a-protection : considered as unfair if there exists association rules

whose elift is larger than a

ex: (b) isn’t a-protected if a = 2, because elift = conf(b) / conf(a) = 3

They proposed an algorithm to enumerate rules that are not a-protected

21 - Situation Testing

[Luong+ 11]

Situation Testing : When all the conditions are same other than a

sensitive condition, people in a protected group are considered as

unfairly treated if they received unfavorable decision

They proposed a method for finding

people in

unfair treatments by checking the

a protected group

statistics of decisions in k-nearest

neighbors of data points in a

protected group

Condition of situation testing is

Pr[ Y | X, S=a ] = Pr[ Y | X, S=b ] ∀ X

This implies the independence

between S and Y

k-nearest neighbors

22 - Fairness-aware Data Publishing

[Dwork+ 11]

data owner

loss function

original data

representing utilities

for the vendor

data representation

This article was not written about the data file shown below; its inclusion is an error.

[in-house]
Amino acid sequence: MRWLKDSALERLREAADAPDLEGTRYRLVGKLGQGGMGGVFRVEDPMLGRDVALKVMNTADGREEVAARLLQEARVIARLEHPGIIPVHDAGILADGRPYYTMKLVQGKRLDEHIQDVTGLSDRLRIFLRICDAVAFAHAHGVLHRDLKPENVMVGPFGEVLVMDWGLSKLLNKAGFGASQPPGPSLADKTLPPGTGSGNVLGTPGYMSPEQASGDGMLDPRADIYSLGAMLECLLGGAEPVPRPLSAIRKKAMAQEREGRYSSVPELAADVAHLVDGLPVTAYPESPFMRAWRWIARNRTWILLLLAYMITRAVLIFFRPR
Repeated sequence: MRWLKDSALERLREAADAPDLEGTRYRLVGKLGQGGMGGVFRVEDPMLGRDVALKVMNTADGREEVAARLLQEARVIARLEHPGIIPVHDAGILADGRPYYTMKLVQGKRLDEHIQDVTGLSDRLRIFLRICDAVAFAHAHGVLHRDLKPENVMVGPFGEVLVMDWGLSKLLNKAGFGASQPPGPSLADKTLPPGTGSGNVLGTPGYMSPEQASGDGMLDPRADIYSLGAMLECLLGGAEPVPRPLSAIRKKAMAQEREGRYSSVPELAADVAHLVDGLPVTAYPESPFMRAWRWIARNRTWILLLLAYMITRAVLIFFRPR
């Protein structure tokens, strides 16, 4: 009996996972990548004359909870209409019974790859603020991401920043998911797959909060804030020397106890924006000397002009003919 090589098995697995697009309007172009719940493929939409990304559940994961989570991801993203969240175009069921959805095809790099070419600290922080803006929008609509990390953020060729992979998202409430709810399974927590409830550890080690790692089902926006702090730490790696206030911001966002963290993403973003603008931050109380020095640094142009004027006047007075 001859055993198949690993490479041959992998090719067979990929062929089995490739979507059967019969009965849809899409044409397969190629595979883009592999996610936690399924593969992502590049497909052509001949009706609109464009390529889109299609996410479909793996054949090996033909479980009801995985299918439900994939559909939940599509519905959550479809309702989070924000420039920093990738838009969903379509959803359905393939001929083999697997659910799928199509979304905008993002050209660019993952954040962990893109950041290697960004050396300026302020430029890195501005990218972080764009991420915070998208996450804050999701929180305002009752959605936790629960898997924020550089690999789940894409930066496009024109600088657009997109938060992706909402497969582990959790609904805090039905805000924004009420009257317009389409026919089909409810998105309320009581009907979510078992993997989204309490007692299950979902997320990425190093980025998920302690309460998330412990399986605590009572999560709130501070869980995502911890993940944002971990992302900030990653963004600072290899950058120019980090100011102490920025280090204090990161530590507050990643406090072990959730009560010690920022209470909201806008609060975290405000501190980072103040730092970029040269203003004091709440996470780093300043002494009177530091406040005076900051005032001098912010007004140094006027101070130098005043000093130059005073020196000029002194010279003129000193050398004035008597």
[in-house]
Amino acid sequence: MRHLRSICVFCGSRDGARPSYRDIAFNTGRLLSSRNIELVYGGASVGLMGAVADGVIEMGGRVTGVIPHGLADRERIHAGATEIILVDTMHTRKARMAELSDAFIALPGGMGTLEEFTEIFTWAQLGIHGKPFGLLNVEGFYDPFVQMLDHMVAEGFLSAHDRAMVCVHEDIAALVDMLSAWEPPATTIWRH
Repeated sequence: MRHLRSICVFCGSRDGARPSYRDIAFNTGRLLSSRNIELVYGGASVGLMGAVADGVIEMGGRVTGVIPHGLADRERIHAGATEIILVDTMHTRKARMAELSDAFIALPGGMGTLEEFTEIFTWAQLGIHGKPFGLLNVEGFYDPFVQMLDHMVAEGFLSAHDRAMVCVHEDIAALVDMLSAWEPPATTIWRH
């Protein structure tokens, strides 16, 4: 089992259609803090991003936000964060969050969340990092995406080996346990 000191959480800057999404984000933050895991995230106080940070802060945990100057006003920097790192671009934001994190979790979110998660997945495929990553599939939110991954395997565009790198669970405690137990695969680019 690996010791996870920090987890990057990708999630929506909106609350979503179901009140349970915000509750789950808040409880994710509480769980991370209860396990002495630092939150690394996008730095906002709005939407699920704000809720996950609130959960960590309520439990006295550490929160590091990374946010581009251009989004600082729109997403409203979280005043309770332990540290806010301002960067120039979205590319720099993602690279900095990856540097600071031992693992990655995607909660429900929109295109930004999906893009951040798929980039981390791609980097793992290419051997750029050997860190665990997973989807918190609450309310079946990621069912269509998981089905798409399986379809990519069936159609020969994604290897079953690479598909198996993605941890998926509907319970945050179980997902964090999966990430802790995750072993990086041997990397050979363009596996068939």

vendor (data user)

archtype

so as to maximize

vendor’s utility

under the constraints

to guarantee fairness

in analysis

fair decisions

They show the conditions that these archtypes should satisfy

This condition implies that the probability of receiving favorable

decision is irrelevant to belonging to a protected group

23 - Conclusion

Contributions

three causes of unfairness: prejudice, underestimation, and negative

legacy

a prejudice remover regularizer, which enforces a classifier's

independence from sensitive information

experimental results of logistic regressions with our prejudice remover

Future Work

Computation of prejudice remover has to be improved

Socially Responsible Mining

Methods of data exploitation that do not damage people’s lives, such

as fairness-aware mining, PPDM, or adversarial learning, together

comprise the notion of socially responsible mining, which it should

become an important concept in the near future.

24